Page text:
On seeing each other as people and knowing we are human

Managing Editor’s note: all Contributing Scholars begin writing by answering the following question as their first post: Why are you committed to building relationships with those from different religious or ethical traditions? Their answer to this question is below.

I believe that we must create relationships across religious and ethical traditions if we are ever to create peace. My primary orientation in life and meaning making is the religious prism. So this is where I can enter into relationship with others in the most authentic way. The work of developing genuine relationships across religious and ethical traditions is liberating and empowering for all involved.

The intellectual can learn theory and statistics that make logical sense of the need for greater understanding and relationship between all people and all religions. The academic can share that same knowledge through the written and spoken word. But it is relationship that holds the potential for transformation, and it is from this transformation that we will become wise.

It is the combination of this knowledge and wisdom that makes the highest love possible. This is the love that says, “I see you as a person. I understand that we have differences. I know that we share humanity.”

When we do not understand or possess knowledge we remain either ignorant or biased. Neither state is acceptable in today’s religious landscape. No one can know everything. In truth, the more we learn, the more we realize what we still have to learn. Therein lies the gift. By understanding that we do not know, we become aware, more conscience. We learn to make fewer assumptions. To ask questions. When we are biased we are perpetrators. We advance hurt. And like the journey of understanding, we may never know the extent of our prejudiced actions.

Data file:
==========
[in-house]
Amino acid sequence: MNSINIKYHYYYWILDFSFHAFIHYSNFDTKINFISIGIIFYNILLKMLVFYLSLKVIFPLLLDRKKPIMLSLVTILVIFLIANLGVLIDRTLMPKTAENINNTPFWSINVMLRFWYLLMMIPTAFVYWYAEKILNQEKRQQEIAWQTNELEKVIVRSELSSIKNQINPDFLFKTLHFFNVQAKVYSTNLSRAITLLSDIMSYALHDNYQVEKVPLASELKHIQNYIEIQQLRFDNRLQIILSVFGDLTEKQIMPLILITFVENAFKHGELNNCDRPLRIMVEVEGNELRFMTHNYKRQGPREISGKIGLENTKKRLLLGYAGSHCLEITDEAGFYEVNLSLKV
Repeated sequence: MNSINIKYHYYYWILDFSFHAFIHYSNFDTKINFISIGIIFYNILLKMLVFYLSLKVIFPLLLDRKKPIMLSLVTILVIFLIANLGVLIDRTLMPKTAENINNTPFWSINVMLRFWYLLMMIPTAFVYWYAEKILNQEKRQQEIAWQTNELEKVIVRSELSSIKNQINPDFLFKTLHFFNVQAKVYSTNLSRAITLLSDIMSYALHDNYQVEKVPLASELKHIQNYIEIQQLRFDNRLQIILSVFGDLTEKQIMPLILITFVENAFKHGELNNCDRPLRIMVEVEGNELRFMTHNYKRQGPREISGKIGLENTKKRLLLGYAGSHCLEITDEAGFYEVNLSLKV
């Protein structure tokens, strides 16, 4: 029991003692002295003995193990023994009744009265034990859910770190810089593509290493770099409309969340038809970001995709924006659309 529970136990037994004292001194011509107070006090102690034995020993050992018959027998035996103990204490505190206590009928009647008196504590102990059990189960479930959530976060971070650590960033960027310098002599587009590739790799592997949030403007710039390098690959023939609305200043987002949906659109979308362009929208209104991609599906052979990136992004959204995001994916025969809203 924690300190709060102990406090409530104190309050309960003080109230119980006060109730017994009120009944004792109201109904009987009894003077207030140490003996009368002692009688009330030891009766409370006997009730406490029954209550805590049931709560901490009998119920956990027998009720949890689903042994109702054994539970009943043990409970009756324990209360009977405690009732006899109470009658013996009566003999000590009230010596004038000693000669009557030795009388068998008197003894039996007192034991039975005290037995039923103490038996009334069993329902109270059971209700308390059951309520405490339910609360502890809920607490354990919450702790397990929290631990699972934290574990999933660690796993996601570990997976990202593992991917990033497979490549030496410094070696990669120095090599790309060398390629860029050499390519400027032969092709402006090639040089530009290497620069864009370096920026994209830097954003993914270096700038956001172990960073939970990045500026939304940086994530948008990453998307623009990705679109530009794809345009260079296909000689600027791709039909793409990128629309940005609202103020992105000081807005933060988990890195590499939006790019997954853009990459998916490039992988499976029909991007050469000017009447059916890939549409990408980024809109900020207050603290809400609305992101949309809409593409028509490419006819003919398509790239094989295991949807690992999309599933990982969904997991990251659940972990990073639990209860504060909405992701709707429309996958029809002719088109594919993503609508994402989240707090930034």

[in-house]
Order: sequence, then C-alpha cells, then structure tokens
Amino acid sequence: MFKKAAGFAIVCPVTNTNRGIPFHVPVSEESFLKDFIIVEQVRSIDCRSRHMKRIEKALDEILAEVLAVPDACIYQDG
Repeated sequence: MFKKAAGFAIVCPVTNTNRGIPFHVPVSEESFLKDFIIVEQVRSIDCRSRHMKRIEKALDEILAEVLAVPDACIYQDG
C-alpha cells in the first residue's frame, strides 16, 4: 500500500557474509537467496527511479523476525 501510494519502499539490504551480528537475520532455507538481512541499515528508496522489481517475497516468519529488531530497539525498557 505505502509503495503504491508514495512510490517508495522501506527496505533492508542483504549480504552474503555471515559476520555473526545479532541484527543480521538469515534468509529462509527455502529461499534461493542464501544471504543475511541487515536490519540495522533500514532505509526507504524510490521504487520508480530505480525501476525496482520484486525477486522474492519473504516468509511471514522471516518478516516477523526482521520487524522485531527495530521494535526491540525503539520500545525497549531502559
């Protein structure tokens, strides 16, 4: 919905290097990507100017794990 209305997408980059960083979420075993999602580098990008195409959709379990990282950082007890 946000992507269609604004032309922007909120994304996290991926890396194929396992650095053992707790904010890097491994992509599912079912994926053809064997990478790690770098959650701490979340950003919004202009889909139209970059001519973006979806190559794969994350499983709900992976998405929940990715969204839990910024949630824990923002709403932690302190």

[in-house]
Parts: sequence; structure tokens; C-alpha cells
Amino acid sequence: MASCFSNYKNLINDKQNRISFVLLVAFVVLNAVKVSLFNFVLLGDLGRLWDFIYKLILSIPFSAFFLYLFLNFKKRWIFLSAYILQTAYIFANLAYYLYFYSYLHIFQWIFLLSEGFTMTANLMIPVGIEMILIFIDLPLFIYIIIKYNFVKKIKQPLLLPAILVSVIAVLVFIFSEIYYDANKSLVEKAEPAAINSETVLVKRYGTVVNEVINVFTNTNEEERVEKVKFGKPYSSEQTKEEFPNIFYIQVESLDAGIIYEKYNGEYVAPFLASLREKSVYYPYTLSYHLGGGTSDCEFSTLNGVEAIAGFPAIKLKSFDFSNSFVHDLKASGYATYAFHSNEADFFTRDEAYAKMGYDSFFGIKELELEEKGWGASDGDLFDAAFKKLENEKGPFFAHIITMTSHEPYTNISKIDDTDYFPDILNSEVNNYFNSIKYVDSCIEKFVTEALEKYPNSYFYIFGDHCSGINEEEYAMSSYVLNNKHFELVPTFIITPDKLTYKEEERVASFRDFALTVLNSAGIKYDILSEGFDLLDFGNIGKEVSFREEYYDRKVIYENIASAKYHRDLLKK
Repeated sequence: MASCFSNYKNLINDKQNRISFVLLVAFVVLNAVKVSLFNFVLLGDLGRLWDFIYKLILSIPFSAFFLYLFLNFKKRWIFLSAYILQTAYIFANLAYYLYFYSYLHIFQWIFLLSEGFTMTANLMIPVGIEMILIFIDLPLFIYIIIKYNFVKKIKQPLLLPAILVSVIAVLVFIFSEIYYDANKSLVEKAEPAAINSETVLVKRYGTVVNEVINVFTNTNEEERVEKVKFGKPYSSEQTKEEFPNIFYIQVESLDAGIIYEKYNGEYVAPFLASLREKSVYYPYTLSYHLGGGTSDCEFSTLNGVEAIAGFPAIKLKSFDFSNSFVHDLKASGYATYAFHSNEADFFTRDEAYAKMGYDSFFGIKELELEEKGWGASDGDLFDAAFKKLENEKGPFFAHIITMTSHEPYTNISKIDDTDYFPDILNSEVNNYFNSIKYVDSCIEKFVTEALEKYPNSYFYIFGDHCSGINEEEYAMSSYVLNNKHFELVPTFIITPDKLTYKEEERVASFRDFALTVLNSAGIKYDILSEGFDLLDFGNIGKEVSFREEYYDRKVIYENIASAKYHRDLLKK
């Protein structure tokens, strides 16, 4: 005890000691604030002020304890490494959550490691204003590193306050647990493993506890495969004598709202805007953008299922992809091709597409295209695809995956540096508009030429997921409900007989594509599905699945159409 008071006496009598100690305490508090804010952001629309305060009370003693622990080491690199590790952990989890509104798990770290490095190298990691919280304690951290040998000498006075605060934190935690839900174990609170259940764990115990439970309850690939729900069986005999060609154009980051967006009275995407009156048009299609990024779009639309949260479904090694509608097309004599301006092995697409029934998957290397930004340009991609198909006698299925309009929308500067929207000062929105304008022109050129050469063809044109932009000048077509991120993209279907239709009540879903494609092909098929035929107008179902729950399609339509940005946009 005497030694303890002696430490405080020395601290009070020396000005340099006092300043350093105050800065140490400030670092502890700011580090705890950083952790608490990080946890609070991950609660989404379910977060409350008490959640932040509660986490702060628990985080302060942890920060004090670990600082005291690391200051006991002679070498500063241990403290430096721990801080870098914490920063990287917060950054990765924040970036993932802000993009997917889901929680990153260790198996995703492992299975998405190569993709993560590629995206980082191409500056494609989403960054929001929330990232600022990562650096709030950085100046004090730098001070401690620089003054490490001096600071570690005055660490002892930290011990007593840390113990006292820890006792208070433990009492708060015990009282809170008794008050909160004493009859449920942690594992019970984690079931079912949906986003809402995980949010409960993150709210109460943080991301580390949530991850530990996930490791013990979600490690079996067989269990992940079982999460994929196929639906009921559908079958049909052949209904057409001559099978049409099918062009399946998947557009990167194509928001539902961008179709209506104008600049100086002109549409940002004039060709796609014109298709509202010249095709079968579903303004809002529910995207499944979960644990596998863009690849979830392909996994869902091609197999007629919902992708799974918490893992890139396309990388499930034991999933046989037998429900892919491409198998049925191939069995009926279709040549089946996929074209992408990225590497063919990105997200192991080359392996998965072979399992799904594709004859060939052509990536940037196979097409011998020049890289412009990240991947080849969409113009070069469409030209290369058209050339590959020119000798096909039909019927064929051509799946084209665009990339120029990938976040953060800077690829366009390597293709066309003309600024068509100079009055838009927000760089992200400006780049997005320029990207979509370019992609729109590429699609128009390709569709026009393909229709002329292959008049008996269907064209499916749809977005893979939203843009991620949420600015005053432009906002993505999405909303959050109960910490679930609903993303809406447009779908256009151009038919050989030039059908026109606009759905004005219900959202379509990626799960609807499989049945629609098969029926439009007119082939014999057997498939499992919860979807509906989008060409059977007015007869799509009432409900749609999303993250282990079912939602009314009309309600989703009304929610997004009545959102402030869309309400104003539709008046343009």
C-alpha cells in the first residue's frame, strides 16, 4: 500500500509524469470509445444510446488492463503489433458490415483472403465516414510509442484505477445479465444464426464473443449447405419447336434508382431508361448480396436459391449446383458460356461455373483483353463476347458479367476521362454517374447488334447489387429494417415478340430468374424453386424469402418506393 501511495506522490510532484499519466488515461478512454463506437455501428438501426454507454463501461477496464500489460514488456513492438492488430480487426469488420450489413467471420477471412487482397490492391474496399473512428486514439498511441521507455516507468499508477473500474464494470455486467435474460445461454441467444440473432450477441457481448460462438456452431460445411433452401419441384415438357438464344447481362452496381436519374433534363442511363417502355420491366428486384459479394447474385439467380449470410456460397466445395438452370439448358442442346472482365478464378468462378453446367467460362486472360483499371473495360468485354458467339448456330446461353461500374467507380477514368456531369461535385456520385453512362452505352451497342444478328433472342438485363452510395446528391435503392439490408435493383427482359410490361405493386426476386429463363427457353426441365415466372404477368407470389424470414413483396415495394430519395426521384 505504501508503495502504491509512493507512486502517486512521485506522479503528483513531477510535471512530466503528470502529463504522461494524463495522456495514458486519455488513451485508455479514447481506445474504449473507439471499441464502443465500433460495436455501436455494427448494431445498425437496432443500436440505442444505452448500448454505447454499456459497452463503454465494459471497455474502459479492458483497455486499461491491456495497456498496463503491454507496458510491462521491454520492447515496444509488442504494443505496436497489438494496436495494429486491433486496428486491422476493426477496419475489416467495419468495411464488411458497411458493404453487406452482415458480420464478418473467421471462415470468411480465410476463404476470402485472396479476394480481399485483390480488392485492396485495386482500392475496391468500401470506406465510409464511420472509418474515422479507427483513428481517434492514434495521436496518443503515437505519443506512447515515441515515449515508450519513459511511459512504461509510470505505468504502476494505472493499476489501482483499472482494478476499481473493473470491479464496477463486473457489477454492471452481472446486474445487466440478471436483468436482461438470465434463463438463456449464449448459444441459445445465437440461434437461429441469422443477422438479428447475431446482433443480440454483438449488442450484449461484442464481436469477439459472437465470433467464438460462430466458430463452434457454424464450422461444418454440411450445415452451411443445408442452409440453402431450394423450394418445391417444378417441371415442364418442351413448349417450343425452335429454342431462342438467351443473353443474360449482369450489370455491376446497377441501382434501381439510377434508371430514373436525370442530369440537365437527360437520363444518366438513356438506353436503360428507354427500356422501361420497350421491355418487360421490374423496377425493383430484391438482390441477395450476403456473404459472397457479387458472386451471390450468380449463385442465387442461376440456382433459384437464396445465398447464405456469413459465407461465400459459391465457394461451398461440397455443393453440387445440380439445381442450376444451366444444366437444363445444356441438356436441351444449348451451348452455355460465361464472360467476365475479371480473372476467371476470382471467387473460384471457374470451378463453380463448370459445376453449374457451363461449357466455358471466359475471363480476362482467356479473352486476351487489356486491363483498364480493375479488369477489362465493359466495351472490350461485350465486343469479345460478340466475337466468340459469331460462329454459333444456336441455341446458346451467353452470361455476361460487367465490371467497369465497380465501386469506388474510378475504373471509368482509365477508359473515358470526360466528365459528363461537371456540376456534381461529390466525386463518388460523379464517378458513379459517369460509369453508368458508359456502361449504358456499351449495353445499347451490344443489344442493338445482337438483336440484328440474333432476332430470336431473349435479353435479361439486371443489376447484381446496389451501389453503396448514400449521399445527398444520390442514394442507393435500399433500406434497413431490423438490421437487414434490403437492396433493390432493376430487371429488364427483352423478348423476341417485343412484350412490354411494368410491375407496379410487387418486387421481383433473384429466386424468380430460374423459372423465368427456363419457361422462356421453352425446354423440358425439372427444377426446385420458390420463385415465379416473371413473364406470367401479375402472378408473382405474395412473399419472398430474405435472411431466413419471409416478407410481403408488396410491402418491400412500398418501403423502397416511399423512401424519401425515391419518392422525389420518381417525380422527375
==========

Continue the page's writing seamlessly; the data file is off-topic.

As a candidate for Unitarian Universalist ministry, I believe that integrating and living this kind of wisdom to the best of my ability is imperative. This requires continual learning. It is a journey for the rest of my life. A journey in which every steps matters even though I often will not know the fullest results. Jewish philosopher Martin Buber wrote, “All journeys have secret destinations of which the traveler is unaware.” So, fellow travelers, let us get on the road and remain open to where it leads. As we walk the road, may we do so with as much integrity, curiosity and humility as is possible.

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One thought on “On seeing each other as people and knowing we are human

  1. Rebecca,

    I truly appreciate the focus of relationship buidling. I agree that theory and methods are useful, but the hard work of forging new relationships, partnerships, and human collaborations is in the field of life. Welcome to State of Formation.


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